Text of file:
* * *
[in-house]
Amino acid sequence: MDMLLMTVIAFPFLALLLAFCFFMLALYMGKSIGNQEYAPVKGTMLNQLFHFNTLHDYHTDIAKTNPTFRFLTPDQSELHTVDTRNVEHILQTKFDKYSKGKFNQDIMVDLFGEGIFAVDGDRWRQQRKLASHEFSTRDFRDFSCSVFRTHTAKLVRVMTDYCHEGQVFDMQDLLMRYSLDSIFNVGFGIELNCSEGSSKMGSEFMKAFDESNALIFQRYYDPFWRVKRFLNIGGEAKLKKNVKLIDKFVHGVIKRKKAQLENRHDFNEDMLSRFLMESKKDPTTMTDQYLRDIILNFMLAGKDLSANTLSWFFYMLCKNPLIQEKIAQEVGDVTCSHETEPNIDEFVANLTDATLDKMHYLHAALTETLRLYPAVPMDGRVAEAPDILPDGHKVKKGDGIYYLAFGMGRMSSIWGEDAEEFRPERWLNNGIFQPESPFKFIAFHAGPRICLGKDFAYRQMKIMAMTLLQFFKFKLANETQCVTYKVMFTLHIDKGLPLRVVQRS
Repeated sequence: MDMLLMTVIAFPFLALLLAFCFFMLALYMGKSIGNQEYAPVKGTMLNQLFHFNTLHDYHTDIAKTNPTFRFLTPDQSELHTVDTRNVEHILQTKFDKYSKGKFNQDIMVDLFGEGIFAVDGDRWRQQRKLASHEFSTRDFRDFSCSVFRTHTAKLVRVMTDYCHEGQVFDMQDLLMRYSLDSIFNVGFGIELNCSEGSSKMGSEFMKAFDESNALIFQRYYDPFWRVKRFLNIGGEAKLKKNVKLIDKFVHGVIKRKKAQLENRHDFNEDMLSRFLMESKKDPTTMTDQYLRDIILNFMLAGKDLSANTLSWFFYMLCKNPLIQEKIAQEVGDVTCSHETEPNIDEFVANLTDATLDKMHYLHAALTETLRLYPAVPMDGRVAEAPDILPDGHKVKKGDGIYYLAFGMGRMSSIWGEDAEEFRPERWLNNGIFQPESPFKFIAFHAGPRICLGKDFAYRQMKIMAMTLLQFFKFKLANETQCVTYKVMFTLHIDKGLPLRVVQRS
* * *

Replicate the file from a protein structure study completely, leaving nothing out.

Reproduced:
[in-house]
Amino acid sequence: MDMLLMTVIAFPFLALLLAFCFFMLALYMGKSIGNQEYAPVKGTMLNQLFHFNTLHDYHTDIAKTNPTFRFLTPDQSELHTVDTRNVEHILQTKFDKYSKGKFNQDIMVDLFGEGIFAVDGDRWRQQRKLASHEFSTRDFRDFSCSVFRTHTAKLVRVMTDYCHEGQVFDMQDLLMRYSLDSIFNVGFGIELNCSEGSSKMGSEFMKAFDESNALIFQRYYDPFWRVKRFLNIGGEAKLKKNVKLIDKFVHGVIKRKKAQLENRHDFNEDMLSRFLMESKKDPTTMTDQYLRDIILNFMLAGKDLSANTLSWFFYMLCKNPLIQEKIAQEVGDVTCSHETEPNIDEFVANLTDATLDKMHYLHAALTETLRLYPAVPMDGRVAEAPDILPDGHKVKKGDGIYYLAFGMGRMSSIWGEDAEEFRPERWLNNGIFQPESPFKFIAFHAGPRICLGKDFAYRQMKIMAMTLLQFFKFKLANETQCVTYKVMFTLHIDKGLPLRVVQRS
Repeated sequence: MDMLLMTVIAFPFLALLLAFCFFMLALYMGKSIGNQEYAPVKGTMLNQLFHFNTLHDYHTDIAKTNPTFRFLTPDQSELHTVDTRNVEHILQTKFDKYSKGKFNQDIMVDLFGEGIFAVDGDRWRQQRKLASHEFSTRDFRDFSCSVFRTHTAKLVRVMTDYCHEGQVFDMQDLLMRYSLDSIFNVGFGIELNCSEGSSKMGSEFMKAFDESNALIFQRYYDPFWRVKRFLNIGGEAKLKKNVKLIDKFVHGVIKRKKAQLENRHDFNEDMLSRFLMESKKDPTTMTDQYLRDIILNFMLAGKDLSANTLSWFFYMLCKNPLIQEKIAQEVGDVTCSHETEPNIDEFVANLTDATLDKMHYLHAALTETLRLYPAVPMDGRVAEAPDILPDGHKVKKGDGIYYLAFGMGRMSSIWGEDAEEFRPERWLNNGIFQPESPFKFIAFHAGPRICLGKDFAYRQMKIMAMTLLQFFKFKLANETQCVTYKVMFTLHIDKGLPLRVVQRS